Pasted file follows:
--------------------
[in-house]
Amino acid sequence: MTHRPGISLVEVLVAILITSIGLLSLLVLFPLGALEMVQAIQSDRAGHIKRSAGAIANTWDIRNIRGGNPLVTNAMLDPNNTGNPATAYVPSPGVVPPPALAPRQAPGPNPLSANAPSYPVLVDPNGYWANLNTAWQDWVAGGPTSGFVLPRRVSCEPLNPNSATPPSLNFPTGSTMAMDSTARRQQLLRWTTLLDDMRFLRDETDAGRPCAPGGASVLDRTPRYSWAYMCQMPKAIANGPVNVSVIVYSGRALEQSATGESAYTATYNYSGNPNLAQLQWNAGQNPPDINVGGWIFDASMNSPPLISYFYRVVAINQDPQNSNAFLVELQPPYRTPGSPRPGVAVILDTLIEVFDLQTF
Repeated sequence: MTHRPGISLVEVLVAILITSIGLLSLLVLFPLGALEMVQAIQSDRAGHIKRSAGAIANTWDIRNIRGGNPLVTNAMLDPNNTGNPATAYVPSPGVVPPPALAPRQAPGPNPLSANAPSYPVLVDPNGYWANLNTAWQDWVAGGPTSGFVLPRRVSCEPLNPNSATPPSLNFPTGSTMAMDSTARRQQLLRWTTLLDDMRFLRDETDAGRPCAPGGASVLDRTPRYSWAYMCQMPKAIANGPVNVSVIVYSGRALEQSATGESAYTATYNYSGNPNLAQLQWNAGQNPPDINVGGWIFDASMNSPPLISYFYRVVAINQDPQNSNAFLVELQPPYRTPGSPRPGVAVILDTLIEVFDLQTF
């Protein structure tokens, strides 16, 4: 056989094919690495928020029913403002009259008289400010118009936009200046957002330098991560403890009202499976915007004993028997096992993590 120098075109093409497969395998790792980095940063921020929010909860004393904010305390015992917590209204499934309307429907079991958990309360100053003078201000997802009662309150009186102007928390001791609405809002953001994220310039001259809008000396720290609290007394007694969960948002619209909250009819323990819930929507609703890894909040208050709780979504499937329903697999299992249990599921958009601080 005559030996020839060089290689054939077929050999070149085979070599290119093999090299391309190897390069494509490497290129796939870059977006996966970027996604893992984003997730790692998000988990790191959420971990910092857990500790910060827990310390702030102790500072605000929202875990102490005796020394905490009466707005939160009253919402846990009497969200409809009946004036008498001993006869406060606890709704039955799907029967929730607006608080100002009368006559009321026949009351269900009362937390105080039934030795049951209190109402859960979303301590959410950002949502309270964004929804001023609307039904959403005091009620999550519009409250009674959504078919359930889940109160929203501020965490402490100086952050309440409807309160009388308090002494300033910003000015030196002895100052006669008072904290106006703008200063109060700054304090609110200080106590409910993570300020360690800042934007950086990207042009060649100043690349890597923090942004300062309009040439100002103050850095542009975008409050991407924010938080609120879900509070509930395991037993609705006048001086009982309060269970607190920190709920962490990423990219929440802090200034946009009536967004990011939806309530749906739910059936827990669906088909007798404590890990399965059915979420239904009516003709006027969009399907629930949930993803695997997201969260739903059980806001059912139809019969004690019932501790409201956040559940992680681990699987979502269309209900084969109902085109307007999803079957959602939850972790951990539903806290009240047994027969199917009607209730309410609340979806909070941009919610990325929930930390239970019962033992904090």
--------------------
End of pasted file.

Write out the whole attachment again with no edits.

[in-house]
Amino acid sequence: MTHRPGISLVEVLVAILITSIGLLSLLVLFPLGALEMVQAIQSDRAGHIKRSAGAIANTWDIRNIRGGNPLVTNAMLDPNNTGNPATAYVPSPGVVPPPALAPRQAPGPNPLSANAPSYPVLVDPNGYWANLNTAWQDWVAGGPTSGFVLPRRVSCEPLNPNSATPPSLNFPTGSTMAMDSTARRQQLLRWTTLLDDMRFLRDETDAGRPCAPGGASVLDRTPRYSWAYMCQMPKAIANGPVNVSVIVYSGRALEQSATGESAYTATYNYSGNPNLAQLQWNAGQNPPDINVGGWIFDASMNSPPLISYFYRVVAINQDPQNSNAFLVELQPPYRTPGSPRPGVAVILDTLIEVFDLQTF
Repeated sequence: MTHRPGISLVEVLVAILITSIGLLSLLVLFPLGALEMVQAIQSDRAGHIKRSAGAIANTWDIRNIRGGNPLVTNAMLDPNNTGNPATAYVPSPGVVPPPALAPRQAPGPNPLSANAPSYPVLVDPNGYWANLNTAWQDWVAGGPTSGFVLPRRVSCEPLNPNSATPPSLNFPTGSTMAMDSTARRQQLLRWTTLLDDMRFLRDETDAGRPCAPGGASVLDRTPRYSWAYMCQMPKAIANGPVNVSVIVYSGRALEQSATGESAYTATYNYSGNPNLAQLQWNAGQNPPDINVGGWIFDASMNSPPLISYFYRVVAINQDPQNSNAFLVELQPPYRTPGSPRPGVAVILDTLIEVFDLQTF
């Protein structure tokens, strides 16, 4: 056989094919690495928020029913403002009259008289400010118009936009200046957002330098991560403890009202499976915007004993028997096992993590 120098075109093409497969395998790792980095940063921020929010909860004393904010305390015992917590209204499934309307429907079991958990309360100053003078201000997802009662309150009186102007928390001791609405809002953001994220310039001259809008000396720290609290007394007694969960948002619209909250009819323990819930929507609703890894909040208050709780979504499937329903697999299992249990599921958009601080 005559030996020839060089290689054939077929050999070149085979070599290119093999090299391309190897390069494509490497290129796939870059977006996966970027996604893992984003997730790692998000988990790191959420971990910092857990500790910060827990310390702030102790500072605000929202875990102490005796020394905490009466707005939160009253919402846990009497969200409809009946004036008498001993006869406060606890709704039955799907029967929730607006608080100002009368006559009321026949009351269900009362937390105080039934030795049951209190109402859960979303301590959410950002949502309270964004929804001023609307039904959403005091009620999550519009409250009674959504078919359930889940109160929203501020965490402490100086952050309440409807309160009388308090002494300033910003000015030196002895100052006669008072904290106006703008200063109060700054304090609110200080106590409910993570300020360690800042934007950086990207042009060649100043690349890597923090942004300062309009040439100002103050850095542009975008409050991407924010938080609120879900509070509930395991037993609705006048001086009982309060269970607190920190709920962490990423990219929440802090200034946009009536967004990011939806309530749906739910059936827990669906088909007798404590890990399965059915979420239904009516003709006027969009399907629930949930993803695997997201969260739903059980806001059912139809019969004690019932501790409201956040559940992680681990699987979502269309209900084969109902085109307007999803079957959602939850972790951990539903806290009240047994027969199917009607209730309410609340979806909070941009919610990325929930930390239970019962033992904090």